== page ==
Van Andel Institute Researcher Demonstrates Predictive Value of Cell Produced in Tumor Microenvironment

Published: Nov 13, 2012

Grand Rapids, Mich. (November 13, 2012) – A recently-published study by Van Andel Institute researchers and colleagues in China demonstrates that factors in the tumor microenvironment play a crucial role in the production and accumulation of a cell correlated to survival of patients with nasopharyngeal carcinoma, a cancer of the head and neck.

Nasopharyngeal carcinoma (NPC) is uncommon in the United States and most other nations, representing less than 1 case per 100,000 in most populations. The most well-known NPC-patient in the U.S. is perhaps the baseball player Babe Ruth, who died from the disease in 1948. NPC is, however, extremely common in southern China and Southeast Asia, where it accounts for 18% of all cancers in China, and in some regions is 25 times more common than in the U.S.

“These results deepen our understanding of the inflammatory mechanisms involved in NPC progression,” said Chao-Nan Qian, M.D., Ph.D., a researcher with Van Andel Institute and Sun Yat-sen University Cancer Center in Guangzhou, China. “Taken together, our data provide novel evidence that tumor-derived cytokines (small cell-signaling proteins) affect the development of cancer and its prognosis, and they are associated with the expansion of a type of interleukin producing cell within the tumor microenvironment.”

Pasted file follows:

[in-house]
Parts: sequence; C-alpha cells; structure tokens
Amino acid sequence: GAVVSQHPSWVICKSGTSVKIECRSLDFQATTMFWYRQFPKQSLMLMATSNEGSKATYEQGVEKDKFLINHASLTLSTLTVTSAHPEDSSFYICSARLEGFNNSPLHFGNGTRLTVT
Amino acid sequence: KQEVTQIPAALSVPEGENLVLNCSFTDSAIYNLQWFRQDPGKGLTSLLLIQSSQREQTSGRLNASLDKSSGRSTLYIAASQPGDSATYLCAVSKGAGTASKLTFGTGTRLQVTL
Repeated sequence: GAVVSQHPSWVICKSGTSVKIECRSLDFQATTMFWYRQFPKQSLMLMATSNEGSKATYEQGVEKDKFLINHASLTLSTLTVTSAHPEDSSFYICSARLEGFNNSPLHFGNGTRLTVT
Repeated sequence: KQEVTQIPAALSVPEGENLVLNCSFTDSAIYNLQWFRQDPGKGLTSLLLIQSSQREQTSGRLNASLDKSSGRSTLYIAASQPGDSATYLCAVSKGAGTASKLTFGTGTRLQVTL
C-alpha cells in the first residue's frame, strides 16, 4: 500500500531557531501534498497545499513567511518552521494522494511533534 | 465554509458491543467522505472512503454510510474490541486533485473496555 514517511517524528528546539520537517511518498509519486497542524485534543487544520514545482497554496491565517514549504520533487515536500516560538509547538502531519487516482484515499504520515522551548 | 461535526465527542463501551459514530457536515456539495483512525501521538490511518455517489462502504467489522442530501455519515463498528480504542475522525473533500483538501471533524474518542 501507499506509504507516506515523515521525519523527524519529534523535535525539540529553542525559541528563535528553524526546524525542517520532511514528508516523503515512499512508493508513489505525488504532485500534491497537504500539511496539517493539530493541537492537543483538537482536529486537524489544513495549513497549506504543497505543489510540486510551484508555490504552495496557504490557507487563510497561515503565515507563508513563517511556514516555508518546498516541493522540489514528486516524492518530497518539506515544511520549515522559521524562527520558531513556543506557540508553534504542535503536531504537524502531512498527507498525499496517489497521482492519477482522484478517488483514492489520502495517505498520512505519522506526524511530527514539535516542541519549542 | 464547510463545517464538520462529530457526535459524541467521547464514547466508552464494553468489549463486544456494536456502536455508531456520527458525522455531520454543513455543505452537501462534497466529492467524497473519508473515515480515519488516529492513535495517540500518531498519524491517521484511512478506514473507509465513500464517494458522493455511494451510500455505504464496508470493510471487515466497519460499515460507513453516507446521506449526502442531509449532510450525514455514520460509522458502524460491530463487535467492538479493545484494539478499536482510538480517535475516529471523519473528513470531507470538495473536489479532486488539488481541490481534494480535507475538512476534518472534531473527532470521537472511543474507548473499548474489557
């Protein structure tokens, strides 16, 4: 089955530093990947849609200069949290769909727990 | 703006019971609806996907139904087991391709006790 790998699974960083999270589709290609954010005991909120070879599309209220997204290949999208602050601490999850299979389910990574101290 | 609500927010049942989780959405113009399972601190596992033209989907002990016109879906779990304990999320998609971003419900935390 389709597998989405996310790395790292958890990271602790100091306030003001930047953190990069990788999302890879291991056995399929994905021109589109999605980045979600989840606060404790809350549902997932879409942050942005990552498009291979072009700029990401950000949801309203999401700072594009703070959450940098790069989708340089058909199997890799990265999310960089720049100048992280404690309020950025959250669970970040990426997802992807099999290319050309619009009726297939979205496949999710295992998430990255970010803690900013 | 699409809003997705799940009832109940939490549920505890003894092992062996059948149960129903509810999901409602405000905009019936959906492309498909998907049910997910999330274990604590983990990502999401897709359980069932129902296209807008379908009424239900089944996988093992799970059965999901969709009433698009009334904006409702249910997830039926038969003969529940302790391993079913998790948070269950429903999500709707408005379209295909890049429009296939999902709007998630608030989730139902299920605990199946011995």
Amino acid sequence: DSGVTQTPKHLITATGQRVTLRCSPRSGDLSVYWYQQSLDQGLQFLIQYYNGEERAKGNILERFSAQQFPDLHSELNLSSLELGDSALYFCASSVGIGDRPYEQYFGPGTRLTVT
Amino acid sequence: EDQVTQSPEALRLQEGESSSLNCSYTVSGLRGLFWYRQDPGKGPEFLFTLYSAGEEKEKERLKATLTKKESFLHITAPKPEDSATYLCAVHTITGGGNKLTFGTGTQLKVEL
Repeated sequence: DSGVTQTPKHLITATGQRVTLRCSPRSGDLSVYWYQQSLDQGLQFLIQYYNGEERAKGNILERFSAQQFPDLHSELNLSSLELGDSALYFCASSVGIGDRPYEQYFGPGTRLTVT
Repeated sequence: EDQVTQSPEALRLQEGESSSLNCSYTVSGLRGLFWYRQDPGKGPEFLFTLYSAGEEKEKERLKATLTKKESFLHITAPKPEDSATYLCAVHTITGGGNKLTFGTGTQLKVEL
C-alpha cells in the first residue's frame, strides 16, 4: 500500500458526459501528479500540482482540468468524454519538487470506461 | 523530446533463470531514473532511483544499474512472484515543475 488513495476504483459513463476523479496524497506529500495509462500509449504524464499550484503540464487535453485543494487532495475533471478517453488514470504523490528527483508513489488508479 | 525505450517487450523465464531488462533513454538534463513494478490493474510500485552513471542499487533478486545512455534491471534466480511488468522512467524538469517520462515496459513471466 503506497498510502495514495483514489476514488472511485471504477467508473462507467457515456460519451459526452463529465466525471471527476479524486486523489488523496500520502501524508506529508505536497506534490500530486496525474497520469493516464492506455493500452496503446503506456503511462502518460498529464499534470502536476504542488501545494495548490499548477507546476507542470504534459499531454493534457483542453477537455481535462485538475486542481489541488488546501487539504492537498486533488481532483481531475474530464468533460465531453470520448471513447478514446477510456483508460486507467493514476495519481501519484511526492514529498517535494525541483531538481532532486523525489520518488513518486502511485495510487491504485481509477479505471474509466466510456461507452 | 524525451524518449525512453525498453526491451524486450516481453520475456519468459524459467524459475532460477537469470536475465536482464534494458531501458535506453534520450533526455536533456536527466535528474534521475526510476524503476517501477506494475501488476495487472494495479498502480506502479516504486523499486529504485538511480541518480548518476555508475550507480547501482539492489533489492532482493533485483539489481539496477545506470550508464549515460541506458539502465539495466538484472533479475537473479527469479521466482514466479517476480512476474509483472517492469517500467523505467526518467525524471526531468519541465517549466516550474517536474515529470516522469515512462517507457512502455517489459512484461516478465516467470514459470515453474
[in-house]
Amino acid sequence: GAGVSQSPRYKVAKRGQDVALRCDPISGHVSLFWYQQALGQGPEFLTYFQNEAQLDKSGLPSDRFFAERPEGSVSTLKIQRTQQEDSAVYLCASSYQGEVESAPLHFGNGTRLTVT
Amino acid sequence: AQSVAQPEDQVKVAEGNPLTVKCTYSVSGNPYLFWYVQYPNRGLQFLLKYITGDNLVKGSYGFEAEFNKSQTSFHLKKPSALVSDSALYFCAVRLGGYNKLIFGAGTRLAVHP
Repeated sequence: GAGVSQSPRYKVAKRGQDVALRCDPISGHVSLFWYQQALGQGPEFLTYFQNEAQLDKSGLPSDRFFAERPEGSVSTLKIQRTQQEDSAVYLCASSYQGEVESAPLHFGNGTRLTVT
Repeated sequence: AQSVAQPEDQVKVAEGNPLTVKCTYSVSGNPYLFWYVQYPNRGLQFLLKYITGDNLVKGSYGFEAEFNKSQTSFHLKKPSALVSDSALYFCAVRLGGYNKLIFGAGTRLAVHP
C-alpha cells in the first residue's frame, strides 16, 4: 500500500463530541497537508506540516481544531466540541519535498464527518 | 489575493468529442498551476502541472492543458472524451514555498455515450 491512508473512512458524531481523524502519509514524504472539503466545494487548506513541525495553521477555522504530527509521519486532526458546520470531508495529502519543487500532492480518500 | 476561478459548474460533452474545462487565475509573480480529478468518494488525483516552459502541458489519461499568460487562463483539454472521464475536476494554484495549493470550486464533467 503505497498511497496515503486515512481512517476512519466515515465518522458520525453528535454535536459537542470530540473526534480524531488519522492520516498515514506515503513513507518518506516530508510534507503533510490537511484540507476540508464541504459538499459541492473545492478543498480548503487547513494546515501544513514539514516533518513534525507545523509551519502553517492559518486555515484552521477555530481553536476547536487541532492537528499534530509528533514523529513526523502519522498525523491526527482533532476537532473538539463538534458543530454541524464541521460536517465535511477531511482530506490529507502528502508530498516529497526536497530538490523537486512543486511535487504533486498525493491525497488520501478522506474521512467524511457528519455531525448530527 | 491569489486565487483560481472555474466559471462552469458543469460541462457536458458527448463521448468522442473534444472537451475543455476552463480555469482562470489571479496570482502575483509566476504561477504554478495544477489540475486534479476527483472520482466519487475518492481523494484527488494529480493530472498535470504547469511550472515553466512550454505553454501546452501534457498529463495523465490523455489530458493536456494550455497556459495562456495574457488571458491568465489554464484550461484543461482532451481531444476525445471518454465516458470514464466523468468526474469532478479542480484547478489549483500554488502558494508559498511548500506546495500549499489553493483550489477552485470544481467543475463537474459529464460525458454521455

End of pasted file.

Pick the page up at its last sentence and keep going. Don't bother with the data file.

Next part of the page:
The results of the study, published in October in the Journal of Biological Chemistry, indicate an elevated percentage of the interleukin producing cells, known as Th17 cells, in the NPC tumor microenvironment. The research shows for the first time that microenvironment-derived macrophage inhibitory factor (MIF) promotes the generation and migration of Th17 cells mediated by tumor cells, and the promotion effect of MIF on the generation and recruitment of Th17 cells was mainly dependent on the mTOR pathway and was mediated by MIF-CXCR4 axis.

Most importantly, the expression of MIF in tumor-infiltrating lymphocytes (a type of white blood cell), predicted a favorable clinical outcome in NPC patients.

“Taken together, our findings illustrate that tumor-derived MIF can affect patient prognosis, which might be related to the increase of Th17 cells in the NPC tumor microenvironment,” said Dr. Qian.

The accumulation of a Th17 subset of tumor-infiltrating lymphocytes is a general characteristic in many cancers. The relationship between the percentage of Th17 cells and clinical prognosis differs among cancers. The mechanism responsible for the increasing percentage of such cells in NPC is still unknown, as is their biological function.

The study was carried out under the direction of Dr. Qian, Dr. Jiang Li and Dr. Yi-Xin Zeng by researchers from the State Key Laboratory of Oncology in South China, the Department of Nasopharyngeal Carcinoma and Department of Biotherapy of Sun Yat-sen University Cancer Center in Guangzhou and the Laboratory of Cancer and Developmental Cell Biology at Van Andel Institute in Grand Rapids, Michigan.

Van Andel Institute

Established by Jay and Betty Van Andel in 1996, Van Andel Institute is an independent research organization dedicated to preserving, enhancing and expanding the frontiers of medical science, and to achieving excellence in education by probing fundamental issues of education and the learning process. This is accomplished through the work of over 200 researchers in more than 20 on-site laboratories and in collaborative partnerships that span the globe.

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